Dr. George W. Brewer of the University of Michigan Medical School, says “These data are frightening! Ten of millions of people are taking copper supplements and in my view are running the risk of poisoning themselves.”
More recently researchers found that genetically altered mice are less prone to accumulate toxic amyloid brain plaque because they accumulate less copper, iron and calcium within beta amyloid. This confirms the copper connection to Alzheimer’s disease.
What has been demonstrated is that copper, an essential mineral required to make red blood cells and to synthesize collagen, damages a cholesterol protein (low-density lipoprotein receptor) which is responsible for the removal of amyloid plaque from the brain. Essentially copper hardens and prevents removal of beta amyloid. Rather than employ drugs to slow down the formation of beta amyloid plaque, researchers now suggest redirection to strategies that promote the excretion of beta amyloid.
Because cholesterol was involved, the research community appears to have run off in a misdirected fashion to prove anti-cholesterol statin drugs might quell the growing epidemic of Alzheimer’s disease.
However, the initial enthusiasm to use statin drugs to prevent Alzheimer’s disease has been dampened by the lack of evidence in controlled human trials. Large-sized studies, while demonstrating a decline in circulating cholesterol numbers with the use of statin drugs, showed no significant decline in mental impairment.
More disturbing is a report showing that reduction of cholesterol production in the brain of mice does not affect Alzheimer’s disease, but does prolong their life. Good God, what we have here is the prospect of creating walking zombies, mindless human beings, who achieve longevity but have no quality of life. This appears to be the current state of affairs. The human race is being preserved just for the sake of having more years to take drugs!
Even more perplexing to researchers is that both high and low circulating levels of copper and cholesterol have been implicated in Alzheimer’s disease. Circulating levels of copper and lead are not indicative of what is occurring in the brain.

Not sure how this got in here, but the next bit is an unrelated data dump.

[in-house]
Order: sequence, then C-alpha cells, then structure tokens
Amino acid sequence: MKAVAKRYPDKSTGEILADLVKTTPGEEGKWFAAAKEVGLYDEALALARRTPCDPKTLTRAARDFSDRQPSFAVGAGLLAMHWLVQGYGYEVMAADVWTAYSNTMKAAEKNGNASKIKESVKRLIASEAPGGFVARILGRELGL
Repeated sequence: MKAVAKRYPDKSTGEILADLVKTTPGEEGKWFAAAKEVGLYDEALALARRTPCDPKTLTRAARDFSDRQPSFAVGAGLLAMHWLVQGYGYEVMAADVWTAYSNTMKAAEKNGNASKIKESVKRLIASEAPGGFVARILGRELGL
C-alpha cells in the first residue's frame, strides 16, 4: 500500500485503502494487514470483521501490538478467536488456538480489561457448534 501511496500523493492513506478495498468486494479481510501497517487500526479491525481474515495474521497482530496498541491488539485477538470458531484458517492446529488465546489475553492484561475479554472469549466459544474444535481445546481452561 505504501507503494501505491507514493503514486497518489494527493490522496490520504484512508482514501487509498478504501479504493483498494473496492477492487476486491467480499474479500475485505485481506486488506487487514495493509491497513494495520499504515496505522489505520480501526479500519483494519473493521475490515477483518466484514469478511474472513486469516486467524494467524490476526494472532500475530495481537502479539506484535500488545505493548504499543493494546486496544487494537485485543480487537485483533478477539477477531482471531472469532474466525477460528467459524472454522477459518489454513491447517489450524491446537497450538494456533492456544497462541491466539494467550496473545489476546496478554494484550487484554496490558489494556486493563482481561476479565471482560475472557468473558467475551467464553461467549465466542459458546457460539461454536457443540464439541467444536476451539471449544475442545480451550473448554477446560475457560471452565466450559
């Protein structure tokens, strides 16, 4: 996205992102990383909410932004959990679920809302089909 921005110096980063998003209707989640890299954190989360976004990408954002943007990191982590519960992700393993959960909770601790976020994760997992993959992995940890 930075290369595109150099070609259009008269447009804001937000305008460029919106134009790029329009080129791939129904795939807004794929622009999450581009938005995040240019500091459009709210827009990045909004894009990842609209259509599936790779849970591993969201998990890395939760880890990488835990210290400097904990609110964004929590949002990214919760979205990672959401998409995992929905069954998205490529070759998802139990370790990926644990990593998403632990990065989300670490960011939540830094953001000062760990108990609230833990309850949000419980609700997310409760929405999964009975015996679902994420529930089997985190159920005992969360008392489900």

The question is, since this connection between copper and brain plaque was initially made in 2003, why haven’t public health authorities done something about this, and what can individuals do today to remedy the problem?
Avoid multivitamins that provide copper or iron. (OK for growing children and pregnant mothers.)
Reduce fatty food intake, particularly meat, which is a rich source of both fat and copper, and trans fats (hydrogenated fats), largely found in baked goods and processed foods. Safe sources of copper are nuts, like almonds, and cocoa powder. Copper should only be limited to full-grown males and menopausal females, as copper is needed for growth, collagen and red blood cell production among growing children and child-bearing females.
Copper levels should be no more than 0.01 parts per million. Geographical areas where copper is anticipated to be high in tap water will be where copper minds are found. This would be Michigan, Utah, Arizona, New Mexico. Copper levels may be high elsewhere and the only way to know is to check with your local water supplier. Do not rely upon the EPA standard, which is ten-times higher than what is needed to induce plaque formation in the brain.
To determine the copper content of your drinking water, the Environmental Protection Agency offers an online source (click here).
If copper at any level of concentration exists in your tap water, it may be wise to obtain a counter-top or in-water-line reverse osmosis water purification system. Or distilled water can be purchased.
How to detect the problem
A major problem is that, up till now, there has been no reliable blood test that can be performed at the earliest sign of Alzheimer’s, when symptoms are mild, to accurately determine whether its cause is poor circulation, inadequate nutrition, medication related, or involves a particular aging process.